Human embryonic stem cells can be proliferated indefinitely while retaining a normal karyotype, and can be used in vitro to study the earliest stages of differentiation. While in vitro studies (drug testing, target identification) may ultimately be medically more valuable than in vivo applications, it is the latter that has captured the imagination of US government leaders. The decision to fund research on human embryonic stem cells opens up unprecedented opportunities. The public funding takes the research out of the private sector, where it has been motivated solely by economic necessities, into the public sector, where basic research can be performed without the driving force of the marketplace. The course proposed in this application, """"""""Human Embryonic Stem Cell Culture Training Course"""""""", will provide hands-on training for investigators to learn how to culture, manipulate, and differentiate ES cells from humans in vitro. This course will bring together some of the leading experts on ES cell technology and through comparative approaches, effectively train students in the successful culture, maintenance and manipulation of ES cells. A major long-term goal for this course will be to share and improve standard protocols. Specifically, this course will cover: 1) Demonstration of proper growth conditions for cells; 2) Proper freeze-thaw cycling and preparation of cell passages; 3) Use of co-culture techniques; 4) Use of cell separation procedures; 5) Review of basic good laboratory practices for use of human biological materials; 6) Development of protocols that support the characterization of embryonic stem cells; 7) Application of standard research protocols for directed differentiation of embryonic stem cells; 8) Employment of standard detection methods for infectious organisms or other contaminants; and 9) Cross-training of techniques used in other applications of stem cell biology.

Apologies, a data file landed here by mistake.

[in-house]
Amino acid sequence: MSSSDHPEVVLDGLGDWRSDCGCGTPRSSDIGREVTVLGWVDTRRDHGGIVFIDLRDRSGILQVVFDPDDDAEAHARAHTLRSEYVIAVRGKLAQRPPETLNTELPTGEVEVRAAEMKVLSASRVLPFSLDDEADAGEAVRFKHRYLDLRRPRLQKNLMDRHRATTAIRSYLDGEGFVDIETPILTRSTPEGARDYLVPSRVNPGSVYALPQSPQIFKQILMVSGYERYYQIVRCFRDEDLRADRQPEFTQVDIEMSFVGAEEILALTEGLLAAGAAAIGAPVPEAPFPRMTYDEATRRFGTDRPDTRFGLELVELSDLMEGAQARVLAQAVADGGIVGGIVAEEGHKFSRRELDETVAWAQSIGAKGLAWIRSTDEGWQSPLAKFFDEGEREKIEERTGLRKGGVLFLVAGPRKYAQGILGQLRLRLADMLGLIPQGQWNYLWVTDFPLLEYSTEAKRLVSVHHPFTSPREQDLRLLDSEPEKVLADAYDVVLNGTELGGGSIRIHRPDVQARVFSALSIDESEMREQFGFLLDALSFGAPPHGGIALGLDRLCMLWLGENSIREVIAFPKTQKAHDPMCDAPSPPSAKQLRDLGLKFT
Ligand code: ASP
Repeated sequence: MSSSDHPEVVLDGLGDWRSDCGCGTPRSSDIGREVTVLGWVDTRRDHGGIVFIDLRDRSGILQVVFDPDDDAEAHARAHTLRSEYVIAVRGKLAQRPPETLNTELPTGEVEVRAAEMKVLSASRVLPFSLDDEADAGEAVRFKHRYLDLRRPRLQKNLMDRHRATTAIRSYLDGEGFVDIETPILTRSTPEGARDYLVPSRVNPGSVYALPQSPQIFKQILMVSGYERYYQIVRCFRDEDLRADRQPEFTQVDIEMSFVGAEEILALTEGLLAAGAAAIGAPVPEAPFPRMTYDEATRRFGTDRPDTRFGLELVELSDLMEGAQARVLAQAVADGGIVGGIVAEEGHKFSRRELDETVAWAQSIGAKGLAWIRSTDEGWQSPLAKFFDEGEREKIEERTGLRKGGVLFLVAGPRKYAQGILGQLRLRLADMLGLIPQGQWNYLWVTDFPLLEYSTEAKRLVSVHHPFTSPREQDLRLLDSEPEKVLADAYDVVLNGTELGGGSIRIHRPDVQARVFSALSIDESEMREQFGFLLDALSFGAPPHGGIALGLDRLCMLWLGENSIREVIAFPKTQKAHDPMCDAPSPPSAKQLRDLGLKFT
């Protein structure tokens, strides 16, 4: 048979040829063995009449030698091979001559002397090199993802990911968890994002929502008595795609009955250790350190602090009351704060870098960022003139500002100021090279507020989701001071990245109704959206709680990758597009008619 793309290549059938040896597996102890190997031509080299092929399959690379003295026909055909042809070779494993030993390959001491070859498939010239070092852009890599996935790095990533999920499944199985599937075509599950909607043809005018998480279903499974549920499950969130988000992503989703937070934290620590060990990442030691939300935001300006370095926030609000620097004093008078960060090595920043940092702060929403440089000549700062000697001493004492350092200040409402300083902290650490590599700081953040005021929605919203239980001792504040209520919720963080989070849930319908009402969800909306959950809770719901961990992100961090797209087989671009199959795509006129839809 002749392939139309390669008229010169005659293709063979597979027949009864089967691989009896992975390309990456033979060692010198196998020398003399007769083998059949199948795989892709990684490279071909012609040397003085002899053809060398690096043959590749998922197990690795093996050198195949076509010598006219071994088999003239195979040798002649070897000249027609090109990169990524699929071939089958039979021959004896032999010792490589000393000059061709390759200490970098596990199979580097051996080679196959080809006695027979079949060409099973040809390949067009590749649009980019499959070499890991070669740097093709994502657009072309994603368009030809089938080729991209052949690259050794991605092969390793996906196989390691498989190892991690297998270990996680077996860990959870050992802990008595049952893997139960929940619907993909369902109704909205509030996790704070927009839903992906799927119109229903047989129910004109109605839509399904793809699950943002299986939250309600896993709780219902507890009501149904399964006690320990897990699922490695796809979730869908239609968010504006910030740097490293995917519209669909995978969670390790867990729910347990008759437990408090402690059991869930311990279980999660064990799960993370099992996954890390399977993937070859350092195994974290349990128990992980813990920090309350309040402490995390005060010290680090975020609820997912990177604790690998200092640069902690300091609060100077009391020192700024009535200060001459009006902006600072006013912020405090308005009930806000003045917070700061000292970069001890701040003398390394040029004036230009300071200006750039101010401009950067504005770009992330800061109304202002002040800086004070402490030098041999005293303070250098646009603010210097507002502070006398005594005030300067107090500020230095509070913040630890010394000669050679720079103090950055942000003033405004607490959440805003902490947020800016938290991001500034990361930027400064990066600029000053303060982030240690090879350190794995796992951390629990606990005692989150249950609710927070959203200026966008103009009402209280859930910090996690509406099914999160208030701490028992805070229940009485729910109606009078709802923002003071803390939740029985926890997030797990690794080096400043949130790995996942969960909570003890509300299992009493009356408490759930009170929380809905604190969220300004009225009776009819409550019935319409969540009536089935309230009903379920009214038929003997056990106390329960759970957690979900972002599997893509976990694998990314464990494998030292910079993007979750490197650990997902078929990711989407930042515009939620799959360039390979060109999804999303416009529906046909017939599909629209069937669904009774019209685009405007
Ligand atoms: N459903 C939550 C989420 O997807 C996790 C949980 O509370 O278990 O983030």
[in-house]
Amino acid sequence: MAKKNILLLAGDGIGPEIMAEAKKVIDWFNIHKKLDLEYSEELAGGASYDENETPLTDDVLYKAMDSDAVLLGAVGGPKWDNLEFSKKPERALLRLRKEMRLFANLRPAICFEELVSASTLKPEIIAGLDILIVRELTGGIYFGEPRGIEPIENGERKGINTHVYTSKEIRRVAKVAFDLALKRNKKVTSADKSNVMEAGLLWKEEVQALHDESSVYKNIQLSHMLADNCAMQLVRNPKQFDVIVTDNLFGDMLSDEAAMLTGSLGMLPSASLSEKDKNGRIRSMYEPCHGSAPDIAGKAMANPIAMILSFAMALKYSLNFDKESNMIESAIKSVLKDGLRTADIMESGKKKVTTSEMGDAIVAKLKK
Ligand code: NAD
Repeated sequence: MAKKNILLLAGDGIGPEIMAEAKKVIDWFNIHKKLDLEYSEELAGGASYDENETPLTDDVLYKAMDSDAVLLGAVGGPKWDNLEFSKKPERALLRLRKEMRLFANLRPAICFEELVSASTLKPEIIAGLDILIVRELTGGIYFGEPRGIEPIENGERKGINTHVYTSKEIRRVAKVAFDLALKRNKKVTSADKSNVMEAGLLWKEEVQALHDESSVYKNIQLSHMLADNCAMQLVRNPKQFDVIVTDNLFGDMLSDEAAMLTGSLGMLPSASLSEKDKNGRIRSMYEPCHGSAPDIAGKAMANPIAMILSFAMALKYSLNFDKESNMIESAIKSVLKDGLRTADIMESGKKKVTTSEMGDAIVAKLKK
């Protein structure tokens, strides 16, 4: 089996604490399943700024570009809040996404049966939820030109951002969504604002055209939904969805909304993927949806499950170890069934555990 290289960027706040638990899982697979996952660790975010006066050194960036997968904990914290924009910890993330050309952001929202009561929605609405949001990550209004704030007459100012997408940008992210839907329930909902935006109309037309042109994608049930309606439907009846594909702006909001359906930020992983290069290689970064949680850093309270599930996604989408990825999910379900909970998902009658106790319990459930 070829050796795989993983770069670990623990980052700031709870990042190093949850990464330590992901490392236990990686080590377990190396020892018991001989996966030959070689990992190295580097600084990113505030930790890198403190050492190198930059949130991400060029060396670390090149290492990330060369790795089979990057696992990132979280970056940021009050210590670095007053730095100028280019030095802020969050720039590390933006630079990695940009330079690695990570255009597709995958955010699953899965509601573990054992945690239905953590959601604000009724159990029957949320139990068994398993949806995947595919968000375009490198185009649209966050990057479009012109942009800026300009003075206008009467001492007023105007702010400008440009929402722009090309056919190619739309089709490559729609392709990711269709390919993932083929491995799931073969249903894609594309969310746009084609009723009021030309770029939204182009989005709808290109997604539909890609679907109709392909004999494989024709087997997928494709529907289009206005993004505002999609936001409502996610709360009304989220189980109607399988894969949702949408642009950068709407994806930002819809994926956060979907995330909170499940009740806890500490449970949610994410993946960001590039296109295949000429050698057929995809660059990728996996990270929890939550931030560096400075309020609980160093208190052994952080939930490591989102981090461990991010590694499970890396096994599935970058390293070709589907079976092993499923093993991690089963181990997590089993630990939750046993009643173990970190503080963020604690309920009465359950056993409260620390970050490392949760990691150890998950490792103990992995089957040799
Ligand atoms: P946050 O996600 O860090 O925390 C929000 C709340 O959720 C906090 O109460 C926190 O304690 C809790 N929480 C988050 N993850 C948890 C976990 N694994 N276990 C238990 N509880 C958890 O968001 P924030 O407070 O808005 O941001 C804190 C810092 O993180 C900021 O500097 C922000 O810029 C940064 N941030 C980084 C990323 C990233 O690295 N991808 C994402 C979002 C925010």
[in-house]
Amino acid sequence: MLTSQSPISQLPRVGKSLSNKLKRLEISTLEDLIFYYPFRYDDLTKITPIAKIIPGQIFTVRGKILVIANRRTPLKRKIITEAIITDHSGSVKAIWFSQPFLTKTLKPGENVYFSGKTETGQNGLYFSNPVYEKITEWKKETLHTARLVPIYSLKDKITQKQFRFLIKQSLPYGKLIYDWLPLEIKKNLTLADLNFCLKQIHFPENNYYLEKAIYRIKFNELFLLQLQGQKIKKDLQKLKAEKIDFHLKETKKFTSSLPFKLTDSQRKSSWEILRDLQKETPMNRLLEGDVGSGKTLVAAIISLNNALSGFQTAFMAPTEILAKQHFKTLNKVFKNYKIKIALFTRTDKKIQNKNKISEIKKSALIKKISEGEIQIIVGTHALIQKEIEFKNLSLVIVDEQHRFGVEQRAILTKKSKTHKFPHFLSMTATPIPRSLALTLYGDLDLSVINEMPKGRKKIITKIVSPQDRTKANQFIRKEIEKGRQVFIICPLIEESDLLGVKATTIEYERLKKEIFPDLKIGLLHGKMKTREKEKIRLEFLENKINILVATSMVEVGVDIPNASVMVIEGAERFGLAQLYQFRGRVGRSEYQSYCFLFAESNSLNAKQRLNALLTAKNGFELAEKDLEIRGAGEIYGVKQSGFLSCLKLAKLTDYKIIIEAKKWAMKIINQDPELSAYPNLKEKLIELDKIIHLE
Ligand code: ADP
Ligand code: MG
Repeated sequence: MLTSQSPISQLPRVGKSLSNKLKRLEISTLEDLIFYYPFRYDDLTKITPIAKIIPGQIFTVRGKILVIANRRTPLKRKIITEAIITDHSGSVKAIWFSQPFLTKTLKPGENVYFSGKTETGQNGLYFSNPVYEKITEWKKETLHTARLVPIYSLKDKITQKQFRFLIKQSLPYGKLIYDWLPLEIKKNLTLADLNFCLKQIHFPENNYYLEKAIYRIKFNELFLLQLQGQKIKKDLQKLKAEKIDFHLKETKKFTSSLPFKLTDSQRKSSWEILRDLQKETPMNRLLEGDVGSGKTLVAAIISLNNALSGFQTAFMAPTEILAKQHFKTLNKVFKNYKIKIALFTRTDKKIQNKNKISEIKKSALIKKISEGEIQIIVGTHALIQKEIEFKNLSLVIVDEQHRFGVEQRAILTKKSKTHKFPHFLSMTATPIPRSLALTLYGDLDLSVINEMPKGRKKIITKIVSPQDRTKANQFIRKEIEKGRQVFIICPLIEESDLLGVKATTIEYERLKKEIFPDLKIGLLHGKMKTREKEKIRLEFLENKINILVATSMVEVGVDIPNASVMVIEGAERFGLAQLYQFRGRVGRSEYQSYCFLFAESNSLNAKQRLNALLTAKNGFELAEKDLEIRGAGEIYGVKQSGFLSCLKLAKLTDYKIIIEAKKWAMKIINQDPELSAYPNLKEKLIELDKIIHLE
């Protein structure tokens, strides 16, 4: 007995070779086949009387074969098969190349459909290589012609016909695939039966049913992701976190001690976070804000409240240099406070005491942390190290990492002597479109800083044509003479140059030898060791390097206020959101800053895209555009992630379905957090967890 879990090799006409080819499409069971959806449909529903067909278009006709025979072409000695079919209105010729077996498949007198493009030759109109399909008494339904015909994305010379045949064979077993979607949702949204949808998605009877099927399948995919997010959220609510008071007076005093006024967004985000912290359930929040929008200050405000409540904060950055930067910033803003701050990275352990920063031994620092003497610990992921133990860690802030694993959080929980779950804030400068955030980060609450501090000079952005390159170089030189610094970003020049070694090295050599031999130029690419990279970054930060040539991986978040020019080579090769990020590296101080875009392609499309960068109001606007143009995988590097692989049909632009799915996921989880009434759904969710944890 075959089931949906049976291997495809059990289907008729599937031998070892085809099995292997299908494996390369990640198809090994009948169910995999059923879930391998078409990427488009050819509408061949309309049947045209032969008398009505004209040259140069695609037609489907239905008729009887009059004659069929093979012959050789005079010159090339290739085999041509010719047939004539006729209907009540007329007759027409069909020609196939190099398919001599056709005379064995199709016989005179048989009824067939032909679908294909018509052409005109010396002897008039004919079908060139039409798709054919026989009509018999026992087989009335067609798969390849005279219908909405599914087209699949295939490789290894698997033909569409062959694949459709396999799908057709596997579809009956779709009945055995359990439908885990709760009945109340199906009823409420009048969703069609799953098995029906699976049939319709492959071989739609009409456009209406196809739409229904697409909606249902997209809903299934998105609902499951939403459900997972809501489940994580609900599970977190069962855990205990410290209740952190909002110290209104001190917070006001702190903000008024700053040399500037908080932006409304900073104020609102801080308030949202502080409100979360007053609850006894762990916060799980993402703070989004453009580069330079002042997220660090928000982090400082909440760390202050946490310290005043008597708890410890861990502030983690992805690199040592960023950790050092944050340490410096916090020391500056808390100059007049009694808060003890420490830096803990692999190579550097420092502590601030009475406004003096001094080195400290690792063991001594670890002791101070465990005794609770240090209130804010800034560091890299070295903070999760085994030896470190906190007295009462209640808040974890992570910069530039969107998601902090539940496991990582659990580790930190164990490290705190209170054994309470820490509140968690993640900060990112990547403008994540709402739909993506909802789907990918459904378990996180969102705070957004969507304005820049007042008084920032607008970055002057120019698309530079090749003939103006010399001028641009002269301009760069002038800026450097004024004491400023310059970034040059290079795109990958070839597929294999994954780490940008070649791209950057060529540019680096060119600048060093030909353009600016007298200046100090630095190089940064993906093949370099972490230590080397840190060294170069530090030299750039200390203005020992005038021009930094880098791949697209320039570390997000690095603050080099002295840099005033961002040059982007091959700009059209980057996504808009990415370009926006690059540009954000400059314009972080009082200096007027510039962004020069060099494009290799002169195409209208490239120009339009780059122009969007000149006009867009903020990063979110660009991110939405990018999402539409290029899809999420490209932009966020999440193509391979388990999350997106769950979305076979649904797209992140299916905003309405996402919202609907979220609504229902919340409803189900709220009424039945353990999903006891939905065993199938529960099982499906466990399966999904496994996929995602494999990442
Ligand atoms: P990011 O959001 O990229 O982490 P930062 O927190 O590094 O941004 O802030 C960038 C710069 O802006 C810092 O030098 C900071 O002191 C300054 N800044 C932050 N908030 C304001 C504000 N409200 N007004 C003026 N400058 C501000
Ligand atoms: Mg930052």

These aims will be accomplished by offering intensive 10-day courses to 12 participants chosen for their outstanding research potential. The Courses will be held semi-annually at the National Human Neural Stem Cell Resource of the Neuroscience Laboratories at the Children's Hospital of Orange County Research Institute.

National Institute of Health (NIH)
National Heart, Lung, and Blood Institute (NHLBI)
Continuing Education Training Grants (T15)
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Special Emphasis Panel (ZRG1-CDF-5 (50))
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Werner, Ellen
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Children's Hospital of Orange County
United States
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